Content is King, but Bad Content is a Jester

Content, content, content. In the digital marketing realm today it’s all about content. Google made it so.

A couple of years back Google changed its algorithm to move away from using keywords, which clever people had learned to totally game, and toward what was actually on the websites its bots crawled, the content. Suddenly, content became a hot commodity. Everyone wanted more content to help Google find and rank their site.

But that content can’t just be junk, filler. There are so many “content manager,” “content writer,” and the like jobs out there it makes you wonder how there can ever be enough qualified writers to provide it.

Therein lies the problem. Many companies, in our case practices, know they need content to flesh out their websites and make them more searchable by Google and Bing. But they don’t want to pay for it, or they don’t want to pay someone much above subsistence for it.

And you get what you pay for.

If you’re having Advice Media provide content for your webpages and blog posts, you’ve nothing to worry about. We hire professional writers who are constantly providing original, interesting content for your site. But if you’ve opted to provide your content, it’s important that you don’t take shortcuts. Because, while good content helps your patients learn more about you and your practice, bad content is a waste of time…and it could be hurting you in search.

Words. Words. Words.

According to WordPress, the blog-hosting behemoth, its users produce 73.9 million new posts and 49.0 million new comments each month. Do the math, and that equates to 2.4 million daily posts just on WordPress.

Google, in theory, likes all of that content. After all, Google’s search mantra is to deliver the best search results to searchers in the fewest clicks. To achieve that its web crawlers are searching for content that delivers value and matches the user’s search expectations. Content is one of Google’s top three ranking factors.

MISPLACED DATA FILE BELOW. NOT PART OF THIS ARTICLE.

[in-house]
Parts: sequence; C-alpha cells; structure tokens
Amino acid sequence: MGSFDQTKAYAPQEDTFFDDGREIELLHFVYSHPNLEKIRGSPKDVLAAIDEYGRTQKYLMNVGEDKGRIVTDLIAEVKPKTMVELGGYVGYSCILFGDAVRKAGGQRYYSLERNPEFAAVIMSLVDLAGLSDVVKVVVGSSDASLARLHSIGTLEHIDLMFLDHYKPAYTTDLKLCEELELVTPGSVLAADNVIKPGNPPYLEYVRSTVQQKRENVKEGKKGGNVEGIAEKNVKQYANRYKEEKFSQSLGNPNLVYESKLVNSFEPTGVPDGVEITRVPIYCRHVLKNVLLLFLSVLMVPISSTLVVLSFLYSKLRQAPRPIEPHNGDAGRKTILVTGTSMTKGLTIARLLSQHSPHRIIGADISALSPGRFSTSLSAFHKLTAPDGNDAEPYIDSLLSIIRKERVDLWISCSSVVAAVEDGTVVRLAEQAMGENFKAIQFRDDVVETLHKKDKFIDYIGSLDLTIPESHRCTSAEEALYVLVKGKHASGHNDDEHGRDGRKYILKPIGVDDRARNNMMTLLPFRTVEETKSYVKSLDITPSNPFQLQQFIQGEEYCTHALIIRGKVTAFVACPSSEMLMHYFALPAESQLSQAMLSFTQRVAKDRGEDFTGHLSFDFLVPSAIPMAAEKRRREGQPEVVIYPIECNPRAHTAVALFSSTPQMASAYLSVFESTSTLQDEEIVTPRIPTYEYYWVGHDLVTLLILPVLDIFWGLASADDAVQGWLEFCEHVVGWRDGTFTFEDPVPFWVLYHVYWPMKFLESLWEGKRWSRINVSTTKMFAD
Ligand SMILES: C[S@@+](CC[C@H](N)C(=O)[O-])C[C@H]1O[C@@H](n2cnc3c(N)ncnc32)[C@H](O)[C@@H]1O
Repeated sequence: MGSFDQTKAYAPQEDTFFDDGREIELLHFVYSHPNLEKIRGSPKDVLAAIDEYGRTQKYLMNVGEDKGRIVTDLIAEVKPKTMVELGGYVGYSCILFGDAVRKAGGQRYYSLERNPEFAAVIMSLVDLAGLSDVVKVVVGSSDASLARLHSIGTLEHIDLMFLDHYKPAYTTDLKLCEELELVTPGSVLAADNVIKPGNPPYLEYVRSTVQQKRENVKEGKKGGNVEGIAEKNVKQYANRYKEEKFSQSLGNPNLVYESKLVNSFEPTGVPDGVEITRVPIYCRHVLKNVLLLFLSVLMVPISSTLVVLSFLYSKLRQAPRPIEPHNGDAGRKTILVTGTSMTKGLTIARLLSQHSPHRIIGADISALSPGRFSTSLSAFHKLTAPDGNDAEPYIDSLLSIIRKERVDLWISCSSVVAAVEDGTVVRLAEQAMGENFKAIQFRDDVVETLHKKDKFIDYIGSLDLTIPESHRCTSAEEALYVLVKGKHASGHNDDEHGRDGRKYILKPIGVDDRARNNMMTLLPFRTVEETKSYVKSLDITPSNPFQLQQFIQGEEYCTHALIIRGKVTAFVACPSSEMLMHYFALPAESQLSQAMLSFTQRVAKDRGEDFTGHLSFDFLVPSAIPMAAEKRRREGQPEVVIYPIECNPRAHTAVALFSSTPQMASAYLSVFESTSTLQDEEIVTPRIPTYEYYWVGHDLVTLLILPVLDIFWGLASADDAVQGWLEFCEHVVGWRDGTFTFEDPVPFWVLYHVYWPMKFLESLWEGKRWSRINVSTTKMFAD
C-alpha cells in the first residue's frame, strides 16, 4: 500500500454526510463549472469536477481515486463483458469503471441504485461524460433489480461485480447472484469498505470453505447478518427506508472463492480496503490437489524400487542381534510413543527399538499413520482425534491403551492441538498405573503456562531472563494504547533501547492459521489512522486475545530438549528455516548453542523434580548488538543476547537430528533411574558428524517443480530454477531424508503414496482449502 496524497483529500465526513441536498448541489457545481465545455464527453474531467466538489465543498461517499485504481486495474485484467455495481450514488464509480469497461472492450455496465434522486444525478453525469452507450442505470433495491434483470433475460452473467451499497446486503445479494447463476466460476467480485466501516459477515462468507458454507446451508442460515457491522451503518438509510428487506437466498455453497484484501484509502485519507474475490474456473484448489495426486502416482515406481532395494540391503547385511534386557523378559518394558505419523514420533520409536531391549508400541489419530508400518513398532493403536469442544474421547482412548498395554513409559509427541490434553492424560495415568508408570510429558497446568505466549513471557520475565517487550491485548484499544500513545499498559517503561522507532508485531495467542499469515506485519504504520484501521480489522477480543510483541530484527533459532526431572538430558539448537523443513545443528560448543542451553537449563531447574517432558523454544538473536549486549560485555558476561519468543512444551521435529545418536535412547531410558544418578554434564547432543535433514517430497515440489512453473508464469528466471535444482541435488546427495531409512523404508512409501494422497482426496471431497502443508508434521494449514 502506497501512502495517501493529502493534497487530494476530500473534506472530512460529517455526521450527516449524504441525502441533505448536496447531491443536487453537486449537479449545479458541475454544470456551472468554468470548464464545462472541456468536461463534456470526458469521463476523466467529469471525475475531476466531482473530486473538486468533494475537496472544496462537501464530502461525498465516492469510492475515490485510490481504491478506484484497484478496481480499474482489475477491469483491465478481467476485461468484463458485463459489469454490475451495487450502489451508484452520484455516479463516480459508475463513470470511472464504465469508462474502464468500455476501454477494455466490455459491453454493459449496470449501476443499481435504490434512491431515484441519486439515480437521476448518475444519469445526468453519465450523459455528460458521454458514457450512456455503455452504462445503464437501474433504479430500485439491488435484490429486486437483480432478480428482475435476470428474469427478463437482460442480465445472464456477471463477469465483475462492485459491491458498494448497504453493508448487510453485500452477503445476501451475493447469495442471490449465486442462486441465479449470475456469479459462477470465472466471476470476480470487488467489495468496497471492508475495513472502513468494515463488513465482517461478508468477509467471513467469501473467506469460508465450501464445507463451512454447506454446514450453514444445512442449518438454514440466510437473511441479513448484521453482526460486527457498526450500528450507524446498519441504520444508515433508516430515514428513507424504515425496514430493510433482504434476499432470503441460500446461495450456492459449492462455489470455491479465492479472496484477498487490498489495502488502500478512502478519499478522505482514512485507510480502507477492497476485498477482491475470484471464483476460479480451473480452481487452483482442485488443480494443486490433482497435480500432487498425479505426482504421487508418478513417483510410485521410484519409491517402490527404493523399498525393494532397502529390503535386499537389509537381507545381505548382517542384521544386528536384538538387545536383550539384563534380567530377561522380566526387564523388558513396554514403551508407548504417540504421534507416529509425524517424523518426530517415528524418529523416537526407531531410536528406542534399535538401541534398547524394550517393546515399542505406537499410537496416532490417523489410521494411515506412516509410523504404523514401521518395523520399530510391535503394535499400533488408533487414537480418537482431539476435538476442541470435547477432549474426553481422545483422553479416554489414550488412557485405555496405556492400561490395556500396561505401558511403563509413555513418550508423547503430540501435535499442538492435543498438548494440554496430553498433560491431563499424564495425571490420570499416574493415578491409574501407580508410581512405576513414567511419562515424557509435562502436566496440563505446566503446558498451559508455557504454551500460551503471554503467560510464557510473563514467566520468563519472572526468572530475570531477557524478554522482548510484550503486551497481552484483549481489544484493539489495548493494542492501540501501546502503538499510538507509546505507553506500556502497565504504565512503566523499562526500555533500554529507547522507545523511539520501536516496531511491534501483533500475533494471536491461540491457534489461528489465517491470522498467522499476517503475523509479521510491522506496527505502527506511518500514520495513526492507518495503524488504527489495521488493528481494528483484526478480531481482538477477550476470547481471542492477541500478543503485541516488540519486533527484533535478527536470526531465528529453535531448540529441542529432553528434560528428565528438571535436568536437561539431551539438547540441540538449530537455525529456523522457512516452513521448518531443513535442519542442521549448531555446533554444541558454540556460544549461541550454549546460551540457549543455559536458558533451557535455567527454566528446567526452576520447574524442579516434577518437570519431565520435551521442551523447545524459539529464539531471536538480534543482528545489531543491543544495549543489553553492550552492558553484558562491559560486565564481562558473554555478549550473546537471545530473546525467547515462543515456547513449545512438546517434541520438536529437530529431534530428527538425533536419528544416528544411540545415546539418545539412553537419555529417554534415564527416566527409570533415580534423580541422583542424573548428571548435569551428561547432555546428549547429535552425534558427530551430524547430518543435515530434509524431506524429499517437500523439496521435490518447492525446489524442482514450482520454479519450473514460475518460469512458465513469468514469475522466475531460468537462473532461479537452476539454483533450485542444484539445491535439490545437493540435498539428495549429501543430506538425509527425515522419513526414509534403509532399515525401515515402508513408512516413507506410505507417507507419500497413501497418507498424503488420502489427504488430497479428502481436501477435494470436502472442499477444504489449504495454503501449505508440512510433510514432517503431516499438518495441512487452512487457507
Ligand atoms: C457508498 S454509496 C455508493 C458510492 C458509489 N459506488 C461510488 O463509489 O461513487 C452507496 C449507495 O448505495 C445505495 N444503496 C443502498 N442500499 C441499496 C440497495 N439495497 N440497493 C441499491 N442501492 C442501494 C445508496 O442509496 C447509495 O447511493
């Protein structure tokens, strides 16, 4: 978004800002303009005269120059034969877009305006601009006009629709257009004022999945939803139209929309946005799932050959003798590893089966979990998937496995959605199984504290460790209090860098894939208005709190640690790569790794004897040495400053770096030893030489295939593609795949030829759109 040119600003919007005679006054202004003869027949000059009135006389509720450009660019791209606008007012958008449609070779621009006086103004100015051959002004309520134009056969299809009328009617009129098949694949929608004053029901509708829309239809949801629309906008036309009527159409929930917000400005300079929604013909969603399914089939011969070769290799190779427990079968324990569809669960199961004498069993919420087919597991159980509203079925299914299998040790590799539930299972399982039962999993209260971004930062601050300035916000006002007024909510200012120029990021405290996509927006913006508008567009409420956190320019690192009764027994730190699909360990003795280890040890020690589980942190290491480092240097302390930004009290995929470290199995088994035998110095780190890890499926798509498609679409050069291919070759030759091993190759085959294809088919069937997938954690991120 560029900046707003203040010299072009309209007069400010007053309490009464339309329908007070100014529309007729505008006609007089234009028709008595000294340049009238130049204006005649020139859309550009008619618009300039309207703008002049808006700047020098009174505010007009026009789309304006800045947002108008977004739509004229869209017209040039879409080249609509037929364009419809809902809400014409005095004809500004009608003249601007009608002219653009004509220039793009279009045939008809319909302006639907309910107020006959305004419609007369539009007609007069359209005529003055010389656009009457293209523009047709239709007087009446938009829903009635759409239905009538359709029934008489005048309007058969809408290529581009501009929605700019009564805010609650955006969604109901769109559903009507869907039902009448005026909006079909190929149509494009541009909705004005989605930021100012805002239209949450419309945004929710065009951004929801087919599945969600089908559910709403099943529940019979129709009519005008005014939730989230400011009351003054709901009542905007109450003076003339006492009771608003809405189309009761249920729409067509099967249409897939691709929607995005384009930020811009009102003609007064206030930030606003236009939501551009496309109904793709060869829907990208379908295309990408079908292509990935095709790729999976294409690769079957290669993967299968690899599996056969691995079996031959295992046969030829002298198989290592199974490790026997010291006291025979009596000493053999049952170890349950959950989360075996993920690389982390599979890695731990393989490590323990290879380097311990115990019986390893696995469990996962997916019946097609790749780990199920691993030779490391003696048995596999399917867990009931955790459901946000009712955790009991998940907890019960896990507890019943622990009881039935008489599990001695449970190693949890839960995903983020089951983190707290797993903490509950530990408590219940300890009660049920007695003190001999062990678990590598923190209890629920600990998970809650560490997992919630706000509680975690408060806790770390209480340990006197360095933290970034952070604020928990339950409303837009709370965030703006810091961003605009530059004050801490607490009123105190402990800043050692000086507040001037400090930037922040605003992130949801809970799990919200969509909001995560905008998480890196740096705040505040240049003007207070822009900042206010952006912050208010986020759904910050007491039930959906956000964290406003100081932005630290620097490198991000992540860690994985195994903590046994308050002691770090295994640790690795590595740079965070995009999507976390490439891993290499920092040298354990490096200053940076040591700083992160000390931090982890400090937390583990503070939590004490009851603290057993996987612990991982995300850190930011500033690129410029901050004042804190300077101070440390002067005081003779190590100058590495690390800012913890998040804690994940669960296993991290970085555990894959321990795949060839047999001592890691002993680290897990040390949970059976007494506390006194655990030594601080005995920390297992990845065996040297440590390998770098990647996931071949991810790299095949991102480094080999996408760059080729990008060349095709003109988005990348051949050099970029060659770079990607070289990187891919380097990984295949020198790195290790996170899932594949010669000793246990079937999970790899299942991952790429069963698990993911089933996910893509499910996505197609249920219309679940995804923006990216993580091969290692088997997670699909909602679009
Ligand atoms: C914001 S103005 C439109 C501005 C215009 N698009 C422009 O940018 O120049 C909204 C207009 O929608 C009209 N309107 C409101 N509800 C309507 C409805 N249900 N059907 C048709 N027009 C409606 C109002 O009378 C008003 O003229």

Good content helps Google understand what a site is about and what it wants to be known for. This makes it easier to match that site with the appropriate searcher.

Bad content = bad search results

So, if Google just wants content, who cares what you put out there, right? Why not just duplicate older stuff? Why not just throw together the practice names and other terms in grammatically flawed, repetitious pieces of drivel? Why not just plagiarize whole sections? Why not use keywords and simply blather on about Dr. this and procedure that in boring harmony? If it’s content Google wants, then content it is.

But that’s where practices miss the content boat, so to speak. Google punishes bad content by lowering the site in search rankings. It penalizes sites with lots of duplicate content. It punishes content stolen and pasted from other sites. It punishes bad grammar. And it punishes empty content that is just a mess of keyword-laden filler.

Good content fills certain needs

If you’re providing your content, it needs to be good content. Anything else is a waste of everyone’s time: yours; Google’s; and most important, your site’s visitors. You can have your receptionist write your blog posts, despite his/her aversion to the rules of grammar and interest in research, but it won’t get you higher in the search. You can hire someone on Odesk and pay them $5 a blog, less than you’d pay someone to make your hamburger at McDonald’s. The quality will no doubt be top notch.

Good content should do certain things:

  • It should answer questions for your site visitors.
  • It should engage them, rather than browbeat them with self-promotion.
  • It should be readable, free of typos and grammatical mistakes.
  • It should identify clearly what a site/doctor wants to be known for.
  • It should make it easy for search engines to understand the content and the site.
  • It should be more interesting than the content of your competitors.
  • It should be updated regularly.

If you’re providing content for your website, don’t be a part of the problem. Bad content reflects poorly on your practice, and it rewards hacks and all of the people willing to take shortcuts. What does that say about your practice to your potential patients?

If we’re not providing your content, we should be. For more information on providing good content for your practice website, contact your Advice Media Representative.

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